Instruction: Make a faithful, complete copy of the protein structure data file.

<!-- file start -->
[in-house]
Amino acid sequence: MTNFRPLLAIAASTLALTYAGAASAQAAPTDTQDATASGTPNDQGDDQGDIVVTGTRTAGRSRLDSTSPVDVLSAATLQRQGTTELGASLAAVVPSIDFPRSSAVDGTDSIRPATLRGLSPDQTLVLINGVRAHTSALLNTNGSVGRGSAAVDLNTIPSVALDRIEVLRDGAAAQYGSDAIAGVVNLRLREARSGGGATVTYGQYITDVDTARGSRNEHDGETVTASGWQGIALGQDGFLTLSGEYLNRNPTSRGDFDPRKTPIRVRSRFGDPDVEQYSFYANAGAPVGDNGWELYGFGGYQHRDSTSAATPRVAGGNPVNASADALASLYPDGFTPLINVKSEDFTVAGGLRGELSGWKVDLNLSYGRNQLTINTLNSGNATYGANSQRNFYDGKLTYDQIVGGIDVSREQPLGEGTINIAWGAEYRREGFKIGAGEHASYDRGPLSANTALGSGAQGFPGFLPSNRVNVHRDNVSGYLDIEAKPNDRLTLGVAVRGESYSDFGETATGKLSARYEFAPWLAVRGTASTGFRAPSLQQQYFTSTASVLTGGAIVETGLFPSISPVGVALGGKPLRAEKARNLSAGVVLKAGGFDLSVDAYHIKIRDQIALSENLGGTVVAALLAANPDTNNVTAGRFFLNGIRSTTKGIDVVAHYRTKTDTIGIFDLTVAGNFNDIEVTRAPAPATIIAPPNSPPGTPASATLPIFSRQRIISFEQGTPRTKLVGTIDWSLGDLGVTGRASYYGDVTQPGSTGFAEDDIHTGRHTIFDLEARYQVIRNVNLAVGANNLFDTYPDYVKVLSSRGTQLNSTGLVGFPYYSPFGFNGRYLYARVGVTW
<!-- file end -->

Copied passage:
[in-house]
Amino acid sequence: MTNFRPLLAIAASTLALTYAGAASAQAAPTDTQDATASGTPNDQGDDQGDIVVTGTRTAGRSRLDSTSPVDVLSAATLQRQGTTELGASLAAVVPSIDFPRSSAVDGTDSIRPATLRGLSPDQTLVLINGVRAHTSALLNTNGSVGRGSAAVDLNTIPSVALDRIEVLRDGAAAQYGSDAIAGVVNLRLREARSGGGATVTYGQYITDVDTARGSRNEHDGETVTASGWQGIALGQDGFLTLSGEYLNRNPTSRGDFDPRKTPIRVRSRFGDPDVEQYSFYANAGAPVGDNGWELYGFGGYQHRDSTSAATPRVAGGNPVNASADALASLYPDGFTPLINVKSEDFTVAGGLRGELSGWKVDLNLSYGRNQLTINTLNSGNATYGANSQRNFYDGKLTYDQIVGGIDVSREQPLGEGTINIAWGAEYRREGFKIGAGEHASYDRGPLSANTALGSGAQGFPGFLPSNRVNVHRDNVSGYLDIEAKPNDRLTLGVAVRGESYSDFGETATGKLSARYEFAPWLAVRGTASTGFRAPSLQQQYFTSTASVLTGGAIVETGLFPSISPVGVALGGKPLRAEKARNLSAGVVLKAGGFDLSVDAYHIKIRDQIALSENLGGTVVAALLAANPDTNNVTAGRFFLNGIRSTTKGIDVVAHYRTKTDTIGIFDLTVAGNFNDIEVTRAPAPATIIAPPNSPPGTPASATLPIFSRQRIISFEQGTPRTKLVGTIDWSLGDLGVTGRASYYGDVTQPGSTGFAEDDIHTGRHTIFDLEARYQVIRNVNLAVGANNLFDTYPDYVKVLSSRGTQLNSTGLVGFPYYSPFGFNGRYLYARVGVTW